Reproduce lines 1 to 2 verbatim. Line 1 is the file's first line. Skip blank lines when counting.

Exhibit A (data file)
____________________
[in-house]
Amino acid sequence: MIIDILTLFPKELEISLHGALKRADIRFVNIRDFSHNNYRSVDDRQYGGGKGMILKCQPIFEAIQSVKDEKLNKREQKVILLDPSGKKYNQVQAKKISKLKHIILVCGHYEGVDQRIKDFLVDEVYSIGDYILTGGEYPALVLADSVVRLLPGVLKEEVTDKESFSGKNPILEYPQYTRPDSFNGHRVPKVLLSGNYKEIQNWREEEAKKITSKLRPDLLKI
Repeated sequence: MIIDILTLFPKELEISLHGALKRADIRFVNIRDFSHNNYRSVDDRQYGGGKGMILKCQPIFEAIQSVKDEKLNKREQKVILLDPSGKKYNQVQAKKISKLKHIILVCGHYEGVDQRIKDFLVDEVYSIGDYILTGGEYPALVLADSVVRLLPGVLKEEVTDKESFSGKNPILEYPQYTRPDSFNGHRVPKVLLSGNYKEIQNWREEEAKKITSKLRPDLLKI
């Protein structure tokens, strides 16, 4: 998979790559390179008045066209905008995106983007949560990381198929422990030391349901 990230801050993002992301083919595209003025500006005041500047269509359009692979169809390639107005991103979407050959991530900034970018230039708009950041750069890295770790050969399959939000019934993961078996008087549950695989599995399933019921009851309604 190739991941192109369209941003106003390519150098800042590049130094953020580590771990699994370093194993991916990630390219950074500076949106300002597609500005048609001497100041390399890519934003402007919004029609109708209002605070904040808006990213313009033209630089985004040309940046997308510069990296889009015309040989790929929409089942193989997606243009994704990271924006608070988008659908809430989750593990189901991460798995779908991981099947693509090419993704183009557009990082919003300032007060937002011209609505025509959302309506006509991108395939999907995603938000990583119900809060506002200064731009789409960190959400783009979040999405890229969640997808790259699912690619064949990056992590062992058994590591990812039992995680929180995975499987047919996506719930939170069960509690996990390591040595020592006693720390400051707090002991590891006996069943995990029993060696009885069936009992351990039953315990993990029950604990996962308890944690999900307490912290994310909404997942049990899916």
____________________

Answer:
[in-house]
Amino acid sequence: MIIDILTLFPKELEISLHGALKRADIRFVNIRDFSHNNYRSVDDRQYGGGKGMILKCQPIFEAIQSVKDEKLNKREQKVILLDPSGKKYNQVQAKKISKLKHIILVCGHYEGVDQRIKDFLVDEVYSIGDYILTGGEYPALVLADSVVRLLPGVLKEEVTDKESFSGKNPILEYPQYTRPDSFNGHRVPKVLLSGNYKEIQNWREEEAKKITSKLRPDLLKI